For someone who has released 30 albums & enjoyed over 20 Top 20 R&B hits, 3 at #1, Tyrone Davis is not as celebrated & remembered as well as some of his contemporaries. He came to wider public attention in February 1969 when his first successful single replaced Marvin Gaye’s “I Heard It Through the Grapevine” at the top of the R&B charts. Two weeks later it was succeeded by “Everyday People” by Sly & the Family Stone. You know those two songs & you can see that it took a pretty good record to make it to #1 back then. “Can I Change My Mind” was more than pretty good, it was Soul Dynamite.
By 1968 two of the leading lights of the talented group who had gathered at Chicago’s Okeh Records were looking for greater independence & a management takeover by Epic was proving to be an obstacle. Curtis Mayfield made plans to leave his group the Impressions & establish his own label Curtom. Similarly A&R manager/producer Carl Davis struck out for himself & founded Dakar. One of his first signings was a former valet/chauffeur to Blues man Freddie King whose records as Tyrone the Wonder Boy had not made a mark. In the time he took to change his name Tyrone Davis gave the label their first hit. “Can I Change My Mind”, originally a b-side, moved Chicago Soul forward. The punchy, buoyant horns are still there, the bass of Bernard Reed & guitar of “Mighty” Joe Young adding an intriguing modern funkiness which influenced the way Pop-Soul sounded from now on. In Jamaica, after Alton Ellis had a hit at Studio 1, it became a song that great singers, Delroy Wilson, Gregory Isaacs, Dennis Brown & others, all wanted to record.
Tyrone’s first LP is the one named after the hit single. Half of the songs are taken from the Atlantic Soul catalogue but this is no set of covers quickly assembled to cash in while the singer is a hot property. Opening with Wilson Pickett’s “She’s Looking Good” followed by a surprising & effective interpretation of “Knock On Wood” Davis’ strong, bluesy voice is encouraged by immaculate production & arrangements by Willie Henderson & Don Myrick. The Chicago session regulars, equally at home with Blues or Soul are on point too. The LP may not have been as expansive or as ambitious as the greatest of the records made by African-American artists at that time but it’s a finely realised collection of songs that belongs on the top shelf alongside them.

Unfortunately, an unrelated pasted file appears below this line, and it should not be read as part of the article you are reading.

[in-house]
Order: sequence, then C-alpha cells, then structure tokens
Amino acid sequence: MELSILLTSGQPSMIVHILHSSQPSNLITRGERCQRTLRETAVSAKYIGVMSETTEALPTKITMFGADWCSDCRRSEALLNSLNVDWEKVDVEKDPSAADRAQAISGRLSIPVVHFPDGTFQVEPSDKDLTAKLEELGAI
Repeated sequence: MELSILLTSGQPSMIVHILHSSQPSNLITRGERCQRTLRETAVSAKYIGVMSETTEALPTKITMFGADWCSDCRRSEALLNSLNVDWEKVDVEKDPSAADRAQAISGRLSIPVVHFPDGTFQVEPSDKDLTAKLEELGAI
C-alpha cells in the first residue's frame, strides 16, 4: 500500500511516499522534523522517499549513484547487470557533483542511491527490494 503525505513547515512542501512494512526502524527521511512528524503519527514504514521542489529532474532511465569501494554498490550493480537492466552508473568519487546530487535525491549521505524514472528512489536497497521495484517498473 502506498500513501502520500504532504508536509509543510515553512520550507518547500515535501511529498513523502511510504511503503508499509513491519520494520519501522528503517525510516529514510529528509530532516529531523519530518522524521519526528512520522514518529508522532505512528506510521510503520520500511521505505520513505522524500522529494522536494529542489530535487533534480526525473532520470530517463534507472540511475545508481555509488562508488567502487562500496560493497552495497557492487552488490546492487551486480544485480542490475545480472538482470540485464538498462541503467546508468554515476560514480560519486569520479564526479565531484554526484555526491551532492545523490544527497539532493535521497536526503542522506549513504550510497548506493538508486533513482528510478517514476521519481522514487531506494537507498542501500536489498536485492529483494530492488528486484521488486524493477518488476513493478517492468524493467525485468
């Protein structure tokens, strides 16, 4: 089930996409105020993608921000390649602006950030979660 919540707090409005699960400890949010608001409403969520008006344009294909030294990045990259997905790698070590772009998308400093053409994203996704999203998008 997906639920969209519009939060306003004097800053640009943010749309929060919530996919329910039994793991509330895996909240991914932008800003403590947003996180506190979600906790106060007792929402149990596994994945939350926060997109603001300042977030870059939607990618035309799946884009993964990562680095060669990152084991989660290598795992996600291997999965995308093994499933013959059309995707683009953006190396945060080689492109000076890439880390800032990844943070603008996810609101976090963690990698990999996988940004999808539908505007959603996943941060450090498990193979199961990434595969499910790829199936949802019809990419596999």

Within 18 months Tyrone was back at the top of the R&B charts & crossing over into the Pop Top 10. “If I Could Turn Back the Hands of Time” is a smooth, impeccably crafted hit single while the rest of the LP with that title is a showcase for the singer’s extensive range . On the ballads it’s as if Bobby “Blue” Bland was a Pop singer & that’s a high compliment. This “Soul Train” clip is from December 1972, some time after the song was top of the pops. It’s as good an example of Tyrone in his pomp as there is. By the end of 1970, with the success of other singles taken from this record, Tyrone Davis was a fixture in the US R&B best sellers.
I’m going to be repeating myself here because listening to “I Had It All the Time” (1972) is another fine experience. Willie Henderson still directs, making use of 3 different arrangers. The short stabs of the horns, the swirl of strings, the female backing vocals, the inventive bass & guitar lines, all contributed to an individual & popular sound. Changes in style & taste were reflected back with an innovative Chicago twist for good measure. At the forefront was Tyrone’s rich, assured voice.
Tyrone Davis was Dakar’s star artist & there was an album from him every year until 1975. When his friend, Leo Graham, who had co-written the b-side of “Turn Back…, became his producer Tyrone returned to #1 in the R&B charts with “Turning Point” in 1976. It is a sign of the changing times that such a successful record made no impression on the Pop charts. Deep Soul music no longer got played on the radio, the days of Disco were upon us. “Turning Point” was his last LP for Dakar & Tyrone signed for Columbia where he continued his partnership with Graham.
It’s maybe another time for Tyrone’s Columbia years. The 7 LPs he made at Dakar are the ones that keep me coming back to him. The Greatest Hits compilations from these years are indeed great. Songs such as “What Goes Up (Must Come Down)” (1974) were made to be played on the radio & to keep Tyrone’s name in the frame. The 2 CD “Ultimate” & the 3 CD “Ladies Choice” reissues include album tracks, lesser known gems, like “Was It Just a Feeling” which push things a little further & are a delight to discover. There’s a roster of outstanding Chicago Soul singers, Jerry Butler, Gene Chandler, Major Lance, Walter Jackson, Billy Stewart, Jackie Wilson. (I’m not forgetting Etta James, Barbara Acklin, Chaka Khan), it’s a list & it’s not complete (oh blimey…Lou Rawls!). Tyrone Davis continued this fine timeline into the 1970s & if you like those singers then you will love the music he made at that time.